Nigel Stork worked in the Entomology Department of the Museum from 1980 to 1995 before taking on the role of managing Australia's national research centre on tropical forest management. His experiences from working in the Museum and elsewhere have lead him to question some of the conclusions that have been made about the current state of biodiversity. Biologists have been predicting species losses of 100 a day for more than 30 years and many suggest that we are in the midst of a 6th mass extinction event. In this talk Prof Stork reviews just how much (or rather how little) we know about the size of global diversity and about species extinction rates. Since 'to the nearest approximation all species are insects' he will focus some of his attention on understanding invertebrate diversity and particularly that in tropical forests.




For further information see


Palaeontology Seminar


Thursday 12th May
Neil Chalmers Seminar Room, DC2, 16:00

Eocene mammals from Abbey Wood: evidence of tropical London?

By: Jerry Hooker Department of Palaeontology, NHM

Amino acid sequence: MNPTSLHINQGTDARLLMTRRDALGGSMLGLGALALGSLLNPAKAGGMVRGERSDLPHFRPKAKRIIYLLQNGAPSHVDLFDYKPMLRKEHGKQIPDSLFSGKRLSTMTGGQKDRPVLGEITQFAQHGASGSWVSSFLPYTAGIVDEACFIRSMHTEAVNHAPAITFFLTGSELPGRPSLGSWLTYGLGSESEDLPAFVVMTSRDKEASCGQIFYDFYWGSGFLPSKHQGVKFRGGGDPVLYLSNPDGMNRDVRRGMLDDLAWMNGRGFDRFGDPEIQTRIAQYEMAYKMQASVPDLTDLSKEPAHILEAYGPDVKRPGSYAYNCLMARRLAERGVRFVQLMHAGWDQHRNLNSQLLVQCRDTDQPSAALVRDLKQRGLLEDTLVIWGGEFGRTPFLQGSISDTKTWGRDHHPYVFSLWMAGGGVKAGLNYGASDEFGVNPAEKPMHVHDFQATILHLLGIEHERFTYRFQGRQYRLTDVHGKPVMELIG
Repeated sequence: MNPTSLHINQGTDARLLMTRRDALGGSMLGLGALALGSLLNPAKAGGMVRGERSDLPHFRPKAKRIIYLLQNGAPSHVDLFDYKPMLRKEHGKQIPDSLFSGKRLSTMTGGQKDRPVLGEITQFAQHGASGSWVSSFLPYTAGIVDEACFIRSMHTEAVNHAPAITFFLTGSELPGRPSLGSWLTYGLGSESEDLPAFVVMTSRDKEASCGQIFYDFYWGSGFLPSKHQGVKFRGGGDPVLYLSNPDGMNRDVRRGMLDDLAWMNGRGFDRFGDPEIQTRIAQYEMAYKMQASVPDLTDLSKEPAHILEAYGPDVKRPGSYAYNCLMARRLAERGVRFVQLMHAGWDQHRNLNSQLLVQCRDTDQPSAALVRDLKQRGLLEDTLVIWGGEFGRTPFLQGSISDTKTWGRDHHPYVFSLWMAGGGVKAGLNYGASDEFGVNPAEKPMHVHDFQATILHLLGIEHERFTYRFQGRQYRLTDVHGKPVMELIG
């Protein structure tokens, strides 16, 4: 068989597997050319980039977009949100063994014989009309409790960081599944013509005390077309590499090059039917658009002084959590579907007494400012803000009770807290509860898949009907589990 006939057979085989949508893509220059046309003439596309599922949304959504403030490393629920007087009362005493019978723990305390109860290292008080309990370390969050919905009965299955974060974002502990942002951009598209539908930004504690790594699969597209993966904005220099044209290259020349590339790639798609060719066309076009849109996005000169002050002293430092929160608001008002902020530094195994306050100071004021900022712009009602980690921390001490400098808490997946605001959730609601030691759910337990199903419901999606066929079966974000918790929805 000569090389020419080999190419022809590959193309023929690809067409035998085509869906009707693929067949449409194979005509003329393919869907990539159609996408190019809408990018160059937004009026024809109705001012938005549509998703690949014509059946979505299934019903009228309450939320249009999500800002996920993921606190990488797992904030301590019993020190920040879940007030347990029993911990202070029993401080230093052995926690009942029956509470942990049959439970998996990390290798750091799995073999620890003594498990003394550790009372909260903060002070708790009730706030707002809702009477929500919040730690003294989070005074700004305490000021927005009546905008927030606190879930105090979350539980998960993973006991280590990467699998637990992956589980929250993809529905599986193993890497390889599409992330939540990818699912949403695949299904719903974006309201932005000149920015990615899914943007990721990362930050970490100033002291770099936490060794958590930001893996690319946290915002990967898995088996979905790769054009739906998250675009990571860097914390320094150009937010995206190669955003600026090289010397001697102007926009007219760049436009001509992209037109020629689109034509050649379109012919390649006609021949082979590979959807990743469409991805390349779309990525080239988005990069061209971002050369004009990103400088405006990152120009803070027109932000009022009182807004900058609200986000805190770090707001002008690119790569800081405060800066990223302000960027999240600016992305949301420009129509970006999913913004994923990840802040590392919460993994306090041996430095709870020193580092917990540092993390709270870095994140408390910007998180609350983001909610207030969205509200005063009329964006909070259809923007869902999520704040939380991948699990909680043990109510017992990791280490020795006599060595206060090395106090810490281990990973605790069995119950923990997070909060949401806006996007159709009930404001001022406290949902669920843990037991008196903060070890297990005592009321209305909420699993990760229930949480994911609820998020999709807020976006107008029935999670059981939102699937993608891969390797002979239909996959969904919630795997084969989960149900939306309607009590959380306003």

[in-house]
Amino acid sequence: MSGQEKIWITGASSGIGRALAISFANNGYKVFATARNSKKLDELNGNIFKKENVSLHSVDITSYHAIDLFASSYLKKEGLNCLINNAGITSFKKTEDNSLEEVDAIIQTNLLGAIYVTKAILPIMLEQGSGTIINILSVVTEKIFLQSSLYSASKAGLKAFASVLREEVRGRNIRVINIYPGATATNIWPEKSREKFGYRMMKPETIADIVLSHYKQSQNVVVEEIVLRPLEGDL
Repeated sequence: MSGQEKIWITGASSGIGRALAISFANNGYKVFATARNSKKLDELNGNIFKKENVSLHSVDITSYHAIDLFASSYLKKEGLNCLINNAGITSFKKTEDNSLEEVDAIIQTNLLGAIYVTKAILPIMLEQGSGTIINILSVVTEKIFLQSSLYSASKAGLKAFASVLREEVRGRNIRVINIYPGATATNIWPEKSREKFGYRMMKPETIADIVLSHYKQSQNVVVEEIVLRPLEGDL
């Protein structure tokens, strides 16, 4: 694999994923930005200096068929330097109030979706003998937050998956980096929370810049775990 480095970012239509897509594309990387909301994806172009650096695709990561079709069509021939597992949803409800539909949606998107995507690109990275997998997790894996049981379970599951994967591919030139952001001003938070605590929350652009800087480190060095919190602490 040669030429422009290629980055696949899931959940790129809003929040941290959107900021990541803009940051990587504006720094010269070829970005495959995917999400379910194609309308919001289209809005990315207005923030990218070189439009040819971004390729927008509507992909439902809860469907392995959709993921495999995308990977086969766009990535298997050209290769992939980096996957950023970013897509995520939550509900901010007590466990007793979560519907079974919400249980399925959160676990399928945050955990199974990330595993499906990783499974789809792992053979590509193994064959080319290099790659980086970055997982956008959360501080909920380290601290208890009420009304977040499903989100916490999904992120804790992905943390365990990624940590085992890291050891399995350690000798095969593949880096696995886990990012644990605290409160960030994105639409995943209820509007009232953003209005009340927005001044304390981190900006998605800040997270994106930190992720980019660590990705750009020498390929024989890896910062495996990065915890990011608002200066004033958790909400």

With a tally of 46 species after 40 years of major excavation, the Blackheath Formation of Abbey Wood, London Borough of Bexley, has yielded the richest Early Eocene mammal fauna in the UK. New evidence for close proximity of the coast may explain the occurrence of such a diversity of land mammals in this marine deposit. A dawn horse is the most abundant species, representing the richest assemblage known from Europe and facilitating comparison with those from North America. Several species of mammal are indistinguishable from ones in the Bighorn Basin, Wyoming, and testify to limited intercontinental interchange half a million years after the major northern hemisphere Mammalian Dispersal Event at the very beginning of the Eocene. Ecological diversity analysis of the mammals indicates a broadleaved evergreen forested habitat and supports palaeobotanical evidence for paratropical-aspect forest in the Early Eocene.